We tested the hypotheses that variability in soluble reactive phosphorus (SRP) loading from the hypolimnion to the epilimnion of a small, eutrophic, temperate zone lake is significant at both interannual and subannual scales, and that this variability is influenced by changes in lake thermal structure. We calculated weekly hypolimnetic fluxes of SRP, during the stratified periods of 2008 and 2009 in Esthwaite Water, U.K., and compared them with the SRP fluxes from external sources.
As a result of variations in the supply of SRP from the hypolimnion, which differed by c. 80% between years, we found a 30% difference in overall SRP loading to the epilimnion between the 2 years. Despite similarities in mean summer meteorological conditions, relatively subtle differences in weather conditions during the midsummer of only 0.7 m s−1 in wind speed and 8 W m−2 in solar radiation between the 2 years resulted in two diverging trajectories of hypolimnetic SRP loading.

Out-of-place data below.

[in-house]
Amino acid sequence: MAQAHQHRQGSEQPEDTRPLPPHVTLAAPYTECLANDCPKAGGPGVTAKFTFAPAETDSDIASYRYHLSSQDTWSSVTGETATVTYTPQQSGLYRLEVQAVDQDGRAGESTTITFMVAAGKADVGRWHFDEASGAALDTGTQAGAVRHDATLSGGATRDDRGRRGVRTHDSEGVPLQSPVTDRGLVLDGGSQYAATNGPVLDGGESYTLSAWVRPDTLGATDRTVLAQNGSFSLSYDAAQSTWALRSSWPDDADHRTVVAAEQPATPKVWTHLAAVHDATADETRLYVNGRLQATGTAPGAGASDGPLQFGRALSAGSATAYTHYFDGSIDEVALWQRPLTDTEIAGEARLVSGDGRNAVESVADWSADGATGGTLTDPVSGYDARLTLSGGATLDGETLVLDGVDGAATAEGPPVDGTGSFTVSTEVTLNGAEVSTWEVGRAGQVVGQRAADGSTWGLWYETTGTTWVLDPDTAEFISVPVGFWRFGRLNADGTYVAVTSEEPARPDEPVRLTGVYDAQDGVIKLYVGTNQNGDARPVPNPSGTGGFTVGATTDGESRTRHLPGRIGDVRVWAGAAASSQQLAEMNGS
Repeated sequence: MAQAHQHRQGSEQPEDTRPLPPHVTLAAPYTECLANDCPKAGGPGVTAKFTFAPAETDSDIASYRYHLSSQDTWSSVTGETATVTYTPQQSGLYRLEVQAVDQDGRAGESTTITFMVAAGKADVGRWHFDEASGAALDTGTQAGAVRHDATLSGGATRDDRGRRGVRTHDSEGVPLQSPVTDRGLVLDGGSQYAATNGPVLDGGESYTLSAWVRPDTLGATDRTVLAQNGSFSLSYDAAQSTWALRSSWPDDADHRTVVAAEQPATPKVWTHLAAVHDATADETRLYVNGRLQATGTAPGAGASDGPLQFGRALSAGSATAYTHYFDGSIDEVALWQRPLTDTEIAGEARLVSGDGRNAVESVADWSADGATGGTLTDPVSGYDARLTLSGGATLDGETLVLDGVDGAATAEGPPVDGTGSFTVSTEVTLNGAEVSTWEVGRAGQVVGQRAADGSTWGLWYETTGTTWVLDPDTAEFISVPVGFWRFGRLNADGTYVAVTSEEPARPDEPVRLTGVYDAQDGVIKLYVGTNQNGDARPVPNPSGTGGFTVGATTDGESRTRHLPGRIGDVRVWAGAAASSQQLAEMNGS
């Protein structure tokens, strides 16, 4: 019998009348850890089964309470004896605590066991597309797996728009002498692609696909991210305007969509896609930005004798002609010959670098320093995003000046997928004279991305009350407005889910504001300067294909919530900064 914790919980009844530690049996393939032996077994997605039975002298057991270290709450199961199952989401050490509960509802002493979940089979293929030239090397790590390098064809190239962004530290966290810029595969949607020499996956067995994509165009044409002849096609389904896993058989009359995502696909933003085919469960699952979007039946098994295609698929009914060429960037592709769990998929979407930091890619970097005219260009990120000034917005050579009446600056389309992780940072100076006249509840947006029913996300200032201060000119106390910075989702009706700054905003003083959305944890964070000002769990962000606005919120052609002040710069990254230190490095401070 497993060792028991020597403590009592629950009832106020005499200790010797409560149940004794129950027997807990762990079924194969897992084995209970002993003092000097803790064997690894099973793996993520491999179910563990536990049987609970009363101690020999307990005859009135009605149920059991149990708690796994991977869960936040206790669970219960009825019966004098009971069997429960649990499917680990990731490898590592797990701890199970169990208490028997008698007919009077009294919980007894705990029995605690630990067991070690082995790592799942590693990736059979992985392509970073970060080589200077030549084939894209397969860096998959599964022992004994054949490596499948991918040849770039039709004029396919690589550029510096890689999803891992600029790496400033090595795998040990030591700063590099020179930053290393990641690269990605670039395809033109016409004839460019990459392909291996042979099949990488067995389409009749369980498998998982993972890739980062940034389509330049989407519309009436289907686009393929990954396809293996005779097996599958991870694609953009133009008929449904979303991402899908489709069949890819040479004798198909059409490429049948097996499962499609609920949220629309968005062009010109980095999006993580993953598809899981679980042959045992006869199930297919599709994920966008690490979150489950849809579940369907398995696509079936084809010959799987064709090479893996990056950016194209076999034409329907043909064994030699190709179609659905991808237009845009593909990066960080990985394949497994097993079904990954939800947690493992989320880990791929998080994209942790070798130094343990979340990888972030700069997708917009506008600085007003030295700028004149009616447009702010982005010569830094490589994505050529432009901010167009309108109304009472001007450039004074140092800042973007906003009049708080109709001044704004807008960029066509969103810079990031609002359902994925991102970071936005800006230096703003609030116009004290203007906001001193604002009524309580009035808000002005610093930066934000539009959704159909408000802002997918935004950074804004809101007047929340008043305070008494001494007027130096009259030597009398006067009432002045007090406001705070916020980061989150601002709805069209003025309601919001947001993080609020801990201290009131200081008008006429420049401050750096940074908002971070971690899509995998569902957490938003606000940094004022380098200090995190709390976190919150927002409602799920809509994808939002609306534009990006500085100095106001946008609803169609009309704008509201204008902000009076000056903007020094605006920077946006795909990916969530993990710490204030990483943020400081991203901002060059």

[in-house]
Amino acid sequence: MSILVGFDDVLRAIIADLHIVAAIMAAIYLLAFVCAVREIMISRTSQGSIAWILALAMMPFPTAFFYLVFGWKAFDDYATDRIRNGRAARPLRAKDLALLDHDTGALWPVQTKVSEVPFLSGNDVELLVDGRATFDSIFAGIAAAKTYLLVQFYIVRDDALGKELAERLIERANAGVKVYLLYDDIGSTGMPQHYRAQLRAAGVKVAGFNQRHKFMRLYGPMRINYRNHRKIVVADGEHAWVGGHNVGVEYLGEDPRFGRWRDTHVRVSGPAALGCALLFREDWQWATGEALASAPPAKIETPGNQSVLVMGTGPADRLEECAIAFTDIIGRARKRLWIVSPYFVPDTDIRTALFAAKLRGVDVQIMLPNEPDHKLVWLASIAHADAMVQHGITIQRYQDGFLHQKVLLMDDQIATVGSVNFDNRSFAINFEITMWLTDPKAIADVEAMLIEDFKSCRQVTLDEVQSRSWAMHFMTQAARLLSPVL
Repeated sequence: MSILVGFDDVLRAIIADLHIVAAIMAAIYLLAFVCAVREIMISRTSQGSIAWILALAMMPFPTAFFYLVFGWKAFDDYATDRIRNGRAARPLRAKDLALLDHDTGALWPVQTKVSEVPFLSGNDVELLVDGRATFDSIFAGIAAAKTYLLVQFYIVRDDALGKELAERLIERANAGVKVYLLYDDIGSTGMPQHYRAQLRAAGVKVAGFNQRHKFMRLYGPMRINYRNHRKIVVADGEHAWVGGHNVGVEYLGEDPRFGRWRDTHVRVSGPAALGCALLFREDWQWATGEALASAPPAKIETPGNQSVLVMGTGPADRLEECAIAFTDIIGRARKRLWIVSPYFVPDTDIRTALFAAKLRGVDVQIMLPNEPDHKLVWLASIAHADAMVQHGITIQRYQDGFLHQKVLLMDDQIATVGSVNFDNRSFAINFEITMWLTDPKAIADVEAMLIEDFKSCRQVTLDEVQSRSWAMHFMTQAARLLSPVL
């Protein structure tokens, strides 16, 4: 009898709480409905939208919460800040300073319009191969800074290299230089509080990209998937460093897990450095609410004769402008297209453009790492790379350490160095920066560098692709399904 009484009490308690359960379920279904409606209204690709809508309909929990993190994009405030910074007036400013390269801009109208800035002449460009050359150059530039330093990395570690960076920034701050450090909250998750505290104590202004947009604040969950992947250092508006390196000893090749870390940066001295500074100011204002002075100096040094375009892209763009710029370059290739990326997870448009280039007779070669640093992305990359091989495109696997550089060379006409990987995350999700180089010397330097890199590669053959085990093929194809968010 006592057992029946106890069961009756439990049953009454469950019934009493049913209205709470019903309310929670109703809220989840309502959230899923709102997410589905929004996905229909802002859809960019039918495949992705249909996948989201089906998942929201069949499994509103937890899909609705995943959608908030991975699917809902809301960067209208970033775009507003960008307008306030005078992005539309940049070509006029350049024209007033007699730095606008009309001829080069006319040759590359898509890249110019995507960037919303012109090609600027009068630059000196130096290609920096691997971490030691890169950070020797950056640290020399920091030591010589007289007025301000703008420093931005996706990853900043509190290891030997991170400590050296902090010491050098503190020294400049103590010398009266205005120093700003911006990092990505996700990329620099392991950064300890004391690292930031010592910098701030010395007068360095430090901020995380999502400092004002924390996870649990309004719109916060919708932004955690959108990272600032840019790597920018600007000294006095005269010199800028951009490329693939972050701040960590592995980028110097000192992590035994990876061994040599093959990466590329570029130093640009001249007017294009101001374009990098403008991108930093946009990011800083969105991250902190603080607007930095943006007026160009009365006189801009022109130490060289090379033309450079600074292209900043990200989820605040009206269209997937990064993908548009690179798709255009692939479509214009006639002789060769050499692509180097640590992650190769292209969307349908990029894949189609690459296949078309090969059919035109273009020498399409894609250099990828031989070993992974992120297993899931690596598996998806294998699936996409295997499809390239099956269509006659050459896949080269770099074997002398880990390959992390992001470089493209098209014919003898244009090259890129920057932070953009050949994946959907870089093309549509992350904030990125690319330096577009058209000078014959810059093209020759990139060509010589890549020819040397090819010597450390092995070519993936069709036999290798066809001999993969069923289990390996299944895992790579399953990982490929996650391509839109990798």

In the first year, there was a high thermal lake stability of 102 J m−2 on average, and a relatively shallow epilimnion until the late summer, giving rise to prolonged deep-water anoxia and a large accumulation of SRP that was mixed into the surface waters at the end of the summer. In contrast, 30% lower thermal stability and 20% deeper epilimnetic mixing in the second year resulted in the arrest and early decline of deep-water anoxia and SRP accumulation, leading to lower SRP fluxes to the epilimnion.
Understanding this meteorologically driven variability in SRP supply is crucial for predicting nutrient loading in lakes. It is likely to become especially relevant to lakes around the globe for which the importance of internal loading is predicted to increase due to the effects of climate change.